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Dawson Trail Dispatch

Celebrating Over 20 Years of Service to Our Communities!

Lorette Fire Department Gets New Pumper

In the tradition of past eras, the fire fighters pushed the new truck into the hall, just like their predecessors pushed their horse drawn pumpers into the hall. Photos by Marianne Curtis

RM of Tache councillor Steve Stein, Fire Chief Allan Rau, RM of Tache Mayor Justin Bohemier along with representatives from Sea Hawk Manufacturing in Carmen who built the truck. See story on page 2...

January 2020






January 2020

Celebrating Over 20 Years of Service to Our Communities!

Dawson Trail Dispatch

Lorette Fire Department Gets New Pumper Continued from page 1...

By Marianne Curtis Christmas came early for the RM of Tache Fire Department when the Lorette Hall took receipt of their brand new pumper truck. On December 18, the RM of Tache officially delivered a new International Tanker truck to the Lorette Fire Department. The $353,000 unit was delivered by Sea Hawk Manufacturing in Carmen and replaces the 1989 Ford pumper. “It is about time that we retire this old truck, only two or three of our guys could drive it anyways, it was five up and five down standard,” chuckled RM of Tache councillor Steve Stein. The RM of Tache has been looking to retire the truck for a num-

ber years, especially after it passed the projected lifespan about a decade ago. RM of Tache Fire Chief Allan Rau thanked the municipality for looking after the emergency service department. “It cost a lot of money and through a lot of effort they were good enough to develop an equipment reserve so we could make this buy,” said Rau. “I guess I made a good enough pitch because just last week they agreed to purchase another truck for Landmark almost identical to this and it will be arriving sometime this coming year.” Rau further noted that the new tanker replaces the very first fire truck purchased brand new by the RM of Tache thirty one years earlier. “I am proud to say this was a unanimous council decision, and it is a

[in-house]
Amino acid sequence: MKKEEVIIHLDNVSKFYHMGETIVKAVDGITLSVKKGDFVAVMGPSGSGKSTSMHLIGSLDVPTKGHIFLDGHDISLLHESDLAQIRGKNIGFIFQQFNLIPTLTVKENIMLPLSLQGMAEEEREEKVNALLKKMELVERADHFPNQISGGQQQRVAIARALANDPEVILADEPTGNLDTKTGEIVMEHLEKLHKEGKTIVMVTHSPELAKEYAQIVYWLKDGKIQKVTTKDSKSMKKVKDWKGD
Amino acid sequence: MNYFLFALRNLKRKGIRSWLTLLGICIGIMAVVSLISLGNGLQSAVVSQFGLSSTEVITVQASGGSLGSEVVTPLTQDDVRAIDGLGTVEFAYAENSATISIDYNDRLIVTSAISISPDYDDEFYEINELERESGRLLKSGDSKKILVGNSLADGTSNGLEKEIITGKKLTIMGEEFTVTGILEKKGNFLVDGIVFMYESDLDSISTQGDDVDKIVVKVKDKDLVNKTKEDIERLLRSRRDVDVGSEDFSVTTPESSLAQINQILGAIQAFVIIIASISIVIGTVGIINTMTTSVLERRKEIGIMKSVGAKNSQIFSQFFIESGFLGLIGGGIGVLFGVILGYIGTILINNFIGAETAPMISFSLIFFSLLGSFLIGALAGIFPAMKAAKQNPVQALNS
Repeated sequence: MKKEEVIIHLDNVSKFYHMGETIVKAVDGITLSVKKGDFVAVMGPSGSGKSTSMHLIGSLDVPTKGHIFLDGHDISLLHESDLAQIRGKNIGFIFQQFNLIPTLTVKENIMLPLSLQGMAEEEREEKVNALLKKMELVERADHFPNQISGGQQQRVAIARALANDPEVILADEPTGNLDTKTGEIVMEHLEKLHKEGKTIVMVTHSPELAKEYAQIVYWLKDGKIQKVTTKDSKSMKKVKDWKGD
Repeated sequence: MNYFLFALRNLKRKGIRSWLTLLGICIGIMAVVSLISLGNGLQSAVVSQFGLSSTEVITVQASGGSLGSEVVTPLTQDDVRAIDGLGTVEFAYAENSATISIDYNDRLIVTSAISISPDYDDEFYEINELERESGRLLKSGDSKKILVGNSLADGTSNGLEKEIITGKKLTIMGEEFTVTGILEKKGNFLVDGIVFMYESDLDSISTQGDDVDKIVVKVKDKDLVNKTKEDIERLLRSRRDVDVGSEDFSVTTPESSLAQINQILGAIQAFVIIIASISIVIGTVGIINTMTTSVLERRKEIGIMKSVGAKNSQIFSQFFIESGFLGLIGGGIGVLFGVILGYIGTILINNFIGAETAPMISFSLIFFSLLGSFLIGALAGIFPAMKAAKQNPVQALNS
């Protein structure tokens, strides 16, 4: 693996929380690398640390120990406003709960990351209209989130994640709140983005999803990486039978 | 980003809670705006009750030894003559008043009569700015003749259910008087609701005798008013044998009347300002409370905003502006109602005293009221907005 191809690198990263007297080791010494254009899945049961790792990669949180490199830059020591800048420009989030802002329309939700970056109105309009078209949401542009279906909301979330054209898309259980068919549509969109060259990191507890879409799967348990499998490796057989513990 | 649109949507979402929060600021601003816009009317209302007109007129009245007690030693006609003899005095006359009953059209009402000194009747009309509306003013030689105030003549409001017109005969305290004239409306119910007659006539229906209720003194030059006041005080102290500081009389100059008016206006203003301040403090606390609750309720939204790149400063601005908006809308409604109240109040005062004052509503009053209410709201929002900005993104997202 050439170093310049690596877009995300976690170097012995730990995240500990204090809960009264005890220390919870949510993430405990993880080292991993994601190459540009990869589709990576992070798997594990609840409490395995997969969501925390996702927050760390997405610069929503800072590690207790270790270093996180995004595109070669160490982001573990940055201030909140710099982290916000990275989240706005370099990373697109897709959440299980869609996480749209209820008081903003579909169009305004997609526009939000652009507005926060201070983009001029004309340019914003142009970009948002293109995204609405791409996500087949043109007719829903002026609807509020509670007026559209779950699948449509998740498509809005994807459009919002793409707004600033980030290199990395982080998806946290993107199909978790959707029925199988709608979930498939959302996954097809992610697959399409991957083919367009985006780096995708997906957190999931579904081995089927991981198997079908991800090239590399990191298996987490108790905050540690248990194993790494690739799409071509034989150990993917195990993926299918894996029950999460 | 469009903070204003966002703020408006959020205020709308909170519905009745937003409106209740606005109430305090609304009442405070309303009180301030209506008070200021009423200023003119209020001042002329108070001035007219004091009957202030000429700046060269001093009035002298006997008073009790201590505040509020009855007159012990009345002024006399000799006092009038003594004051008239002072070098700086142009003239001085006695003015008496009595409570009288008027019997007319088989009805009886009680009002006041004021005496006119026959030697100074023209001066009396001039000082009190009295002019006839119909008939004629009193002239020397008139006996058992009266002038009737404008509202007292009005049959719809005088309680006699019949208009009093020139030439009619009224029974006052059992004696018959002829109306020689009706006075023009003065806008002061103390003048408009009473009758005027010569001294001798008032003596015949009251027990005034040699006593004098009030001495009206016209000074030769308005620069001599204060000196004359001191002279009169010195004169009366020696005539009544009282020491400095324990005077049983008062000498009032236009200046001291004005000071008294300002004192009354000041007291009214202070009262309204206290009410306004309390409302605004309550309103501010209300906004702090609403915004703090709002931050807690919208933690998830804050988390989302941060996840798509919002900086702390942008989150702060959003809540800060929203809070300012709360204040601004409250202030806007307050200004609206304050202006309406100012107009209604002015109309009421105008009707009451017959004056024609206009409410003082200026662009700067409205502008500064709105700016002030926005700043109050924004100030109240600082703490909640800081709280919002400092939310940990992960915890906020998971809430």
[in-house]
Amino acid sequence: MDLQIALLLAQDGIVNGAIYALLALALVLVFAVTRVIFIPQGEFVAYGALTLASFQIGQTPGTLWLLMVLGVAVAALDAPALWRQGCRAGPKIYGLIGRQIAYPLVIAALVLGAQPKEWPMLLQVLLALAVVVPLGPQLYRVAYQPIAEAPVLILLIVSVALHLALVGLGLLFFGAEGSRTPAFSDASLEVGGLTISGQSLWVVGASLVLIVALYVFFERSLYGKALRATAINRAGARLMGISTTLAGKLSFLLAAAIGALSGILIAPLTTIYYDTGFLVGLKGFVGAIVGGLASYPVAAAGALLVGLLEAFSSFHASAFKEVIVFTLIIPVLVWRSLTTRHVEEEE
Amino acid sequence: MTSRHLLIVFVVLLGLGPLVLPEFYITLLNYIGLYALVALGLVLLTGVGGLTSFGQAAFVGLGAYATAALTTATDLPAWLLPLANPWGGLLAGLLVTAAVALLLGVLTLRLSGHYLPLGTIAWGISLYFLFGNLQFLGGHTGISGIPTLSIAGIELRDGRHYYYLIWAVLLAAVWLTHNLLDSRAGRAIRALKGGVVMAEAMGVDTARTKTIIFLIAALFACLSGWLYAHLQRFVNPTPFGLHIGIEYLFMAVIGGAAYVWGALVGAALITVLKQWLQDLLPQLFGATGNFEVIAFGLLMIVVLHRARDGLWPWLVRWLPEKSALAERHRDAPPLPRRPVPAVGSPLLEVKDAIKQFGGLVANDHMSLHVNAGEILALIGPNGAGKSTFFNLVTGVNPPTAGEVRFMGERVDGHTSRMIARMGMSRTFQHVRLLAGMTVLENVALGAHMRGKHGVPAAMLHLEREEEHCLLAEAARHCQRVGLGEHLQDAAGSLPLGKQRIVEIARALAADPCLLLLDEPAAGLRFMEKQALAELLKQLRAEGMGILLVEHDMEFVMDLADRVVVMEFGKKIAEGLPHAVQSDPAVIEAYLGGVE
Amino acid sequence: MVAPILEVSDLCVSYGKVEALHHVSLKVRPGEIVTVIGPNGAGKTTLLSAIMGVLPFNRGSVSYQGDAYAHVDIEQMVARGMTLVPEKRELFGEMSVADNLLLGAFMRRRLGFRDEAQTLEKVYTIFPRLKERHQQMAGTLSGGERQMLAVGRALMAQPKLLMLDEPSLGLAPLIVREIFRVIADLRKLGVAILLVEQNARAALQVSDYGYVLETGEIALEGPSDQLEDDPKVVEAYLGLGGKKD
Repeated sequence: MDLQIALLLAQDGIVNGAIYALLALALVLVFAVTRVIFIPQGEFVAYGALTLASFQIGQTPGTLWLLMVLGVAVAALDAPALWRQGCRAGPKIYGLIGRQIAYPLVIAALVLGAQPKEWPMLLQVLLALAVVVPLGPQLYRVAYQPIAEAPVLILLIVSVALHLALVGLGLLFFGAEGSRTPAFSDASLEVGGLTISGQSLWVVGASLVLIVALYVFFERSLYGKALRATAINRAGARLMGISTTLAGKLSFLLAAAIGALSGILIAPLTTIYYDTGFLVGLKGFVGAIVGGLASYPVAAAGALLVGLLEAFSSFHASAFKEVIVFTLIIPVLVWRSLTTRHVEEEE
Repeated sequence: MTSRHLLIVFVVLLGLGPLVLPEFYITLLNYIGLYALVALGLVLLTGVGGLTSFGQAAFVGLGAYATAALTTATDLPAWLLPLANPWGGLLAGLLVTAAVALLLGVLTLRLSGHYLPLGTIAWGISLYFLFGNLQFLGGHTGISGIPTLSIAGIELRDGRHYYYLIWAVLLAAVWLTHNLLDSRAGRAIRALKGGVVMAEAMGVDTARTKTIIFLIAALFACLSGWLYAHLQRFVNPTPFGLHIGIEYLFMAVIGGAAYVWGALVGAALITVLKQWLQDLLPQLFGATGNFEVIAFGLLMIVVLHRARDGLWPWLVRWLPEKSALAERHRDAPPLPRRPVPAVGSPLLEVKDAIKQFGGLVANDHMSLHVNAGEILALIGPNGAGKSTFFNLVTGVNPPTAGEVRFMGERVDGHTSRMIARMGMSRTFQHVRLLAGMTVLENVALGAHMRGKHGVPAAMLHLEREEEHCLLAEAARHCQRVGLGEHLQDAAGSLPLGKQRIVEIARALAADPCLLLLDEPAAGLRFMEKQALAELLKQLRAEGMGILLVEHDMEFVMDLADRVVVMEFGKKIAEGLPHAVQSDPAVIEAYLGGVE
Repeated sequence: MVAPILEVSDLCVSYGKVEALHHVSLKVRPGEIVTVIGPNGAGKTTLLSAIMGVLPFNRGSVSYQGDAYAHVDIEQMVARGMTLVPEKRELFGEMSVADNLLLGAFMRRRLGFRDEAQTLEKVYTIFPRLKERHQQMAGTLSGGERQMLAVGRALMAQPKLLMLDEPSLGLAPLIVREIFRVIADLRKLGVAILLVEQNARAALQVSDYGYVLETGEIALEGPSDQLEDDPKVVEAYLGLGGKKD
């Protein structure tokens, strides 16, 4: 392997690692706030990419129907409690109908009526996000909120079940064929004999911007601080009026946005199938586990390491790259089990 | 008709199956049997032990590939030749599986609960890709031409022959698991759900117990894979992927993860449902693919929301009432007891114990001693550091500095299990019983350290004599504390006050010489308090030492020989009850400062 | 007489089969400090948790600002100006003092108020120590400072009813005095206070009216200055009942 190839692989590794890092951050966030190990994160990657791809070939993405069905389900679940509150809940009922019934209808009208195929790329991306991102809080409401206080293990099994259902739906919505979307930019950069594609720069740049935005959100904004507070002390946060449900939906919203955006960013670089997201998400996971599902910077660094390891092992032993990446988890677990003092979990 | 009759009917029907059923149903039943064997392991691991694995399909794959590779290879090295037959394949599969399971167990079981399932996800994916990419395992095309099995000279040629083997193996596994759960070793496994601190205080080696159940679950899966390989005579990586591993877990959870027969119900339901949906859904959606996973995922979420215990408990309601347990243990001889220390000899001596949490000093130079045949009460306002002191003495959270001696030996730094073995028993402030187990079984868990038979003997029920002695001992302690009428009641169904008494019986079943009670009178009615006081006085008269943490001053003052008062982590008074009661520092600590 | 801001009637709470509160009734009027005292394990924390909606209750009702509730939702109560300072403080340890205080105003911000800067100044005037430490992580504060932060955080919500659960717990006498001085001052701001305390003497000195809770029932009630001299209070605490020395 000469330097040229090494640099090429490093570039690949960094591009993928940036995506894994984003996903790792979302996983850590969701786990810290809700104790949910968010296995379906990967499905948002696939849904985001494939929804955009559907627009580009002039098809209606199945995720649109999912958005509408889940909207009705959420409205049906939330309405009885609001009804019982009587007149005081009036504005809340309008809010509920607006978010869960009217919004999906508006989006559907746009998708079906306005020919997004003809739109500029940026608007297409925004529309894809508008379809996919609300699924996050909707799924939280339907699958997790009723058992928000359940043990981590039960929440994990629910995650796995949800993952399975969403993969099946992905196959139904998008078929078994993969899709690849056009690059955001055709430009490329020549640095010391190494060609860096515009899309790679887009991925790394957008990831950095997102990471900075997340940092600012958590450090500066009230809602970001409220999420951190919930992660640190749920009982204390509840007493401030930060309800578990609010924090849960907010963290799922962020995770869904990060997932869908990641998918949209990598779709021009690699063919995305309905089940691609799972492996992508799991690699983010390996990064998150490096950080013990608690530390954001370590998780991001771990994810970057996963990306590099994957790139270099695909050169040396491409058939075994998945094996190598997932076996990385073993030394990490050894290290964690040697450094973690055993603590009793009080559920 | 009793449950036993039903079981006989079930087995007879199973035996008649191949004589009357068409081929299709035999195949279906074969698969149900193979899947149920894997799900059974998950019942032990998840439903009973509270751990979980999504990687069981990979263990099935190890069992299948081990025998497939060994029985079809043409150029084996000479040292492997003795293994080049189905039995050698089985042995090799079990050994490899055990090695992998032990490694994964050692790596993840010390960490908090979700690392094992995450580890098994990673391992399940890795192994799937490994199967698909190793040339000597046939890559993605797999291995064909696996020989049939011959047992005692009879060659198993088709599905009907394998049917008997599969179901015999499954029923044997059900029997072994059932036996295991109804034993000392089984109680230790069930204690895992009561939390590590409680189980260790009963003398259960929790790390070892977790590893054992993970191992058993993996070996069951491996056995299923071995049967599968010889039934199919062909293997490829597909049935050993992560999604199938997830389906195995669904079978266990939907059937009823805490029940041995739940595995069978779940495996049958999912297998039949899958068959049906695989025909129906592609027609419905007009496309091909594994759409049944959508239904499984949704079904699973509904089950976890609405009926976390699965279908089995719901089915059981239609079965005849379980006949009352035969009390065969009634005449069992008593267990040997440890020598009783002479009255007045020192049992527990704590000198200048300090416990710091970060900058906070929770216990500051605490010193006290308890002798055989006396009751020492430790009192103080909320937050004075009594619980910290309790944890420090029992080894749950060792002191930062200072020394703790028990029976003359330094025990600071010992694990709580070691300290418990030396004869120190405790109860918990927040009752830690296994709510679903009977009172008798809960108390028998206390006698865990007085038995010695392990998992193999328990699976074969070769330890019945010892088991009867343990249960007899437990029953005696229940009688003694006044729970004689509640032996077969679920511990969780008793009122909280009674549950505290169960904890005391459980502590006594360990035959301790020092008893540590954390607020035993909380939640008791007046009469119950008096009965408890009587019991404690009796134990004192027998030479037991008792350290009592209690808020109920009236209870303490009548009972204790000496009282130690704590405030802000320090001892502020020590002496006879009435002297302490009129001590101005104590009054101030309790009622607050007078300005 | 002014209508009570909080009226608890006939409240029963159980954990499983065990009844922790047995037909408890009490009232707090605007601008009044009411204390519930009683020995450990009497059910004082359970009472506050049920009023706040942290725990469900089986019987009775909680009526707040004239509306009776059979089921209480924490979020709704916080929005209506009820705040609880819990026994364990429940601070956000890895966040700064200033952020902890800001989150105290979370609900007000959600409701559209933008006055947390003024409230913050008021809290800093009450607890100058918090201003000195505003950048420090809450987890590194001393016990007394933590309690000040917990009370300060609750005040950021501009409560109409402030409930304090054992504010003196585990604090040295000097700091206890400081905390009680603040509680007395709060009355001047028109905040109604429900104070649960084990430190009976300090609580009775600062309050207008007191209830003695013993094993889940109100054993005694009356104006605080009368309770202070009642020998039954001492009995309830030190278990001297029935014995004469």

great tool for our tool box and this truck will save lives and we want to make sure that everyone is safe,” added Tache Mayor Justin Bohemier. “As you can see, we take very good care of our equipment and we are proud of that.” What made the delivery unique was how the department brought the new truck into the hall. In keeping with old traditions of pushing out the old and pushing in the new, the fourteen volunteers of the Lorette Fire Department and their families helped push the new truck into its new space. “Firefighters are very traditional,” explained Rau. “Back in the day of horse drawn carriages and pumpers, they would unhook their team of horses and push their equipment back into the hall.”